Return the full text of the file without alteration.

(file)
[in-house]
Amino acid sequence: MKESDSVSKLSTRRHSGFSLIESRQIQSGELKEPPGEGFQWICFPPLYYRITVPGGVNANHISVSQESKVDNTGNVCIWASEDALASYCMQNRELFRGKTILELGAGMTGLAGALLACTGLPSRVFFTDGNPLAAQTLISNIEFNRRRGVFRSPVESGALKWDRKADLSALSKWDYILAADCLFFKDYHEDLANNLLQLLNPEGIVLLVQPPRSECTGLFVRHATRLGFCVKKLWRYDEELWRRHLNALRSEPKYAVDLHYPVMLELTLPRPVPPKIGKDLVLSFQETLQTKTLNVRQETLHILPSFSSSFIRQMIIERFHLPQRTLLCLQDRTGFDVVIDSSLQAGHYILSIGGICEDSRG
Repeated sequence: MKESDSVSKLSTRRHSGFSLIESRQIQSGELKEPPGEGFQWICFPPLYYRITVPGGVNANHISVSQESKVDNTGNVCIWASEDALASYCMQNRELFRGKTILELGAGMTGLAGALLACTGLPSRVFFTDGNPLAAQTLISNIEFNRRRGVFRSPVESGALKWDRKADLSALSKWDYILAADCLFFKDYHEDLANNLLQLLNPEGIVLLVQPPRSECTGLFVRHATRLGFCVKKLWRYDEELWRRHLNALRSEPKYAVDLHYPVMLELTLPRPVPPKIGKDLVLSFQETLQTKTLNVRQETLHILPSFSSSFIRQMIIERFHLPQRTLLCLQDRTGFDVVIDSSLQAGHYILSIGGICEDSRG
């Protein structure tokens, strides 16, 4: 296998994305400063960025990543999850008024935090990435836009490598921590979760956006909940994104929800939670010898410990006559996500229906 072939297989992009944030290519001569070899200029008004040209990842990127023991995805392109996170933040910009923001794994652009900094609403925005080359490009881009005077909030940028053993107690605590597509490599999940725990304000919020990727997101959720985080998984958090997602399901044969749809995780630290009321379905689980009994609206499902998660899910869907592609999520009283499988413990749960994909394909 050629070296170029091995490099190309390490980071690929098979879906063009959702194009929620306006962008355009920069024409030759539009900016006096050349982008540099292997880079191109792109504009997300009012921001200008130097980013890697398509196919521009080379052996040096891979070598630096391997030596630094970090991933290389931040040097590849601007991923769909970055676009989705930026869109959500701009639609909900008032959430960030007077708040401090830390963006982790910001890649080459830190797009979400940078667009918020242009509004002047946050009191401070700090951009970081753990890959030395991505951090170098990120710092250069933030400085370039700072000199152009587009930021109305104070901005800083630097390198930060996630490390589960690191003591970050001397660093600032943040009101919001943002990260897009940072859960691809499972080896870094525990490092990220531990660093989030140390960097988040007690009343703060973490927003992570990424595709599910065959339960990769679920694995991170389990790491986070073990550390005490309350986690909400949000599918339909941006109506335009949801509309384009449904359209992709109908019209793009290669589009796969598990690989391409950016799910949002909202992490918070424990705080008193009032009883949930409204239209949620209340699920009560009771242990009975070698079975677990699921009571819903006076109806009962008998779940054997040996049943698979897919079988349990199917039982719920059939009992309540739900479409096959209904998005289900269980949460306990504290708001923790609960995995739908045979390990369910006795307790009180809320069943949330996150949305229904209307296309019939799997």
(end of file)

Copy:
[in-house]
Amino acid sequence: MKESDSVSKLSTRRHSGFSLIESRQIQSGELKEPPGEGFQWICFPPLYYRITVPGGVNANHISVSQESKVDNTGNVCIWASEDALASYCMQNRELFRGKTILELGAGMTGLAGALLACTGLPSRVFFTDGNPLAAQTLISNIEFNRRRGVFRSPVESGALKWDRKADLSALSKWDYILAADCLFFKDYHEDLANNLLQLLNPEGIVLLVQPPRSECTGLFVRHATRLGFCVKKLWRYDEELWRRHLNALRSEPKYAVDLHYPVMLELTLPRPVPPKIGKDLVLSFQETLQTKTLNVRQETLHILPSFSSSFIRQMIIERFHLPQRTLLCLQDRTGFDVVIDSSLQAGHYILSIGGICEDSRG
Repeated sequence: MKESDSVSKLSTRRHSGFSLIESRQIQSGELKEPPGEGFQWICFPPLYYRITVPGGVNANHISVSQESKVDNTGNVCIWASEDALASYCMQNRELFRGKTILELGAGMTGLAGALLACTGLPSRVFFTDGNPLAAQTLISNIEFNRRRGVFRSPVESGALKWDRKADLSALSKWDYILAADCLFFKDYHEDLANNLLQLLNPEGIVLLVQPPRSECTGLFVRHATRLGFCVKKLWRYDEELWRRHLNALRSEPKYAVDLHYPVMLELTLPRPVPPKIGKDLVLSFQETLQTKTLNVRQETLHILPSFSSSFIRQMIIERFHLPQRTLLCLQDRTGFDVVIDSSLQAGHYILSIGGICEDSRG
């Protein structure tokens, strides 16, 4: 296998994305400063960025990543999850008024935090990435836009490598921590979760956006909940994104929800939670010898410990006559996500229906 072939297989992009944030290519001569070899200029008004040209990842990127023991995805392109996170933040910009923001794994652009900094609403925005080359490009881009005077909030940028053993107690605590597509490599999940725990304000919020990727997101959720985080998984958090997602399901044969749809995780630290009321379905689980009994609206499902998660899910869907592609999520009283499988413990749960994909394909 050629070296170029091995490099190309390490980071690929098979879906063009959702194009929620306006962008355009920069024409030759539009900016006096050349982008540099292997880079191109792109504009997300009012921001200008130097980013890697398509196919521009080379052996040096891979070598630096391997030596630094970090991933290389931040040097590849601007991923769909970055676009989705930026869109959500701009639609909900008032959430960030007077708040401090830390963006982790910001890649080459830190797009979400940078667009918020242009509004002047946050009191401070700090951009970081753990890959030395991505951090170098990120710092250069933030400085370039700072000199152009587009930021109305104070901005800083630097390198930060996630490390589960690191003591970050001397660093600032943040009101919001943002990260897009940072859960691809499972080896870094525990490092990220531990660093989030140390960097988040007690009343703060973490927003992570990424595709599910065959339960990769679920694995991170389990790491986070073990550390005490309350986690909400949000599918339909941006109506335009949801509309384009449904359209992709109908019209793009290669589009796969598990690989391409950016799910949002909202992490918070424990705080008193009032009883949930409204239209949620209340699920009560009771242990009975070698079975677990699921009571819903006076109806009962008998779940054997040996049943698979897919079988349990199917039982719920059939009992309540739900479409096959209904998005289900269980949460306990504290708001923790609960995995739908045979390990369910006795307790009180809320069943949330996150949305229904209307296309019939799997």